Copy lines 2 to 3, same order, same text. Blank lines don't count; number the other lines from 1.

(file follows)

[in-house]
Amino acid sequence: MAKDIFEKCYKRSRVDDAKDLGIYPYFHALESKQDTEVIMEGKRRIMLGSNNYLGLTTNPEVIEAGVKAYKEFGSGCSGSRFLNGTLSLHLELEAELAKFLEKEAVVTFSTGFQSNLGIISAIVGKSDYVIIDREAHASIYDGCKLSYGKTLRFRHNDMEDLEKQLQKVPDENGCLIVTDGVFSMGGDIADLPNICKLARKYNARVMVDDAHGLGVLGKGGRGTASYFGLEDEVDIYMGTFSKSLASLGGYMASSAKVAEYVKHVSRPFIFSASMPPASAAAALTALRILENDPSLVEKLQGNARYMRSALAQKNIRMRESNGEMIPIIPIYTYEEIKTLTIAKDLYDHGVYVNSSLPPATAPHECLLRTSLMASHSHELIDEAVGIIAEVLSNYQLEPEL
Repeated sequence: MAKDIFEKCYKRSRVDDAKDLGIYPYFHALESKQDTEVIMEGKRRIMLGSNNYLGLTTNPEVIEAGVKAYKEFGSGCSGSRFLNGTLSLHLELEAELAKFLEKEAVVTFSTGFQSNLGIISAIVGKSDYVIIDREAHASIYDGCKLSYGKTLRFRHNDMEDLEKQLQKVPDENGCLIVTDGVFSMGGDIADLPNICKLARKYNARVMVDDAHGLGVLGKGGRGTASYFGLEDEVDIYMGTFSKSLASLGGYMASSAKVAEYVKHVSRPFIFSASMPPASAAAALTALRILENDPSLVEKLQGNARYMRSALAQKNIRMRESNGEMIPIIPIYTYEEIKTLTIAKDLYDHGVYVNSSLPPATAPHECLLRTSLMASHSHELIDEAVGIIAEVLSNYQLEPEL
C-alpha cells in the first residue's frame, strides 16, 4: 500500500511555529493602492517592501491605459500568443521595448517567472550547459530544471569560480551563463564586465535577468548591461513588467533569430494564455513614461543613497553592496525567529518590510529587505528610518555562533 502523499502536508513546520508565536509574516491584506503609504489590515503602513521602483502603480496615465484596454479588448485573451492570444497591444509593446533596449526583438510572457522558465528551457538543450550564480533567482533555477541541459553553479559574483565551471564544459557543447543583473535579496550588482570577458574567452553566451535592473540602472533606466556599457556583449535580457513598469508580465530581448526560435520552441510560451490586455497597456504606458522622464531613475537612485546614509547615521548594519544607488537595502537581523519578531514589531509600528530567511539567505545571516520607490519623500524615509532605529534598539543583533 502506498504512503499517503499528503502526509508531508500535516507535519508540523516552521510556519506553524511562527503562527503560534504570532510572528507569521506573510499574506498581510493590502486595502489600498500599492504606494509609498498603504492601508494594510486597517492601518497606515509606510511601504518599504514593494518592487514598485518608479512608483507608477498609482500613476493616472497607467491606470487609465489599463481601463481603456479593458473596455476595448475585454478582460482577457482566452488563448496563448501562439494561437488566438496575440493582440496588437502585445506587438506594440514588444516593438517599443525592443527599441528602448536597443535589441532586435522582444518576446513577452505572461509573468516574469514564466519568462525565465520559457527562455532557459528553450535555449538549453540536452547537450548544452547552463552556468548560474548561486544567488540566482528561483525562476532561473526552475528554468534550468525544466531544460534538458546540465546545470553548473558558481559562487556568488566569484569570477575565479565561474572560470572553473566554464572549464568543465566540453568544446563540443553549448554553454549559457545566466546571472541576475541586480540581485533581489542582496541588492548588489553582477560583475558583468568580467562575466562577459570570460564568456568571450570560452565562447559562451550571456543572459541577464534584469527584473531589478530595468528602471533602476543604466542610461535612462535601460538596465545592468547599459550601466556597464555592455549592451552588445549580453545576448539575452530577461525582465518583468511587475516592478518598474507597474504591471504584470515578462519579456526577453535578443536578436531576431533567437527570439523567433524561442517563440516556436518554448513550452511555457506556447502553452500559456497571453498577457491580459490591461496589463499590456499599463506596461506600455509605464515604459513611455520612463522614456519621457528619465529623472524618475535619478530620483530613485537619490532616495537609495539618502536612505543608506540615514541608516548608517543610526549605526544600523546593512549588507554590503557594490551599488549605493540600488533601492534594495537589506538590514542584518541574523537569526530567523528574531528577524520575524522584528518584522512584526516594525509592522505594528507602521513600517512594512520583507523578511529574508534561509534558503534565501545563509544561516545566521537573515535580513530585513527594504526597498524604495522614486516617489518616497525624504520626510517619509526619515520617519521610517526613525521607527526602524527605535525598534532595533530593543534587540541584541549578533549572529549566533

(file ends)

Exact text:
Amino acid sequence: MAKDIFEKCYKRSRVDDAKDLGIYPYFHALESKQDTEVIMEGKRRIMLGSNNYLGLTTNPEVIEAGVKAYKEFGSGCSGSRFLNGTLSLHLELEAELAKFLEKEAVVTFSTGFQSNLGIISAIVGKSDYVIIDREAHASIYDGCKLSYGKTLRFRHNDMEDLEKQLQKVPDENGCLIVTDGVFSMGGDIADLPNICKLARKYNARVMVDDAHGLGVLGKGGRGTASYFGLEDEVDIYMGTFSKSLASLGGYMASSAKVAEYVKHVSRPFIFSASMPPASAAAALTALRILENDPSLVEKLQGNARYMRSALAQKNIRMRESNGEMIPIIPIYTYEEIKTLTIAKDLYDHGVYVNSSLPPATAPHECLLRTSLMASHSHELIDEAVGIIAEVLSNYQLEPEL
Repeated sequence: MAKDIFEKCYKRSRVDDAKDLGIYPYFHALESKQDTEVIMEGKRRIMLGSNNYLGLTTNPEVIEAGVKAYKEFGSGCSGSRFLNGTLSLHLELEAELAKFLEKEAVVTFSTGFQSNLGIISAIVGKSDYVIIDREAHASIYDGCKLSYGKTLRFRHNDMEDLEKQLQKVPDENGCLIVTDGVFSMGGDIADLPNICKLARKYNARVMVDDAHGLGVLGKGGRGTASYFGLEDEVDIYMGTFSKSLASLGGYMASSAKVAEYVKHVSRPFIFSASMPPASAAAALTALRILENDPSLVEKLQGNARYMRSALAQKNIRMRESNGEMIPIIPIYTYEEIKTLTIAKDLYDHGVYVNSSLPPATAPHECLLRTSLMASHSHELIDEAVGIIAEVLSNYQLEPEL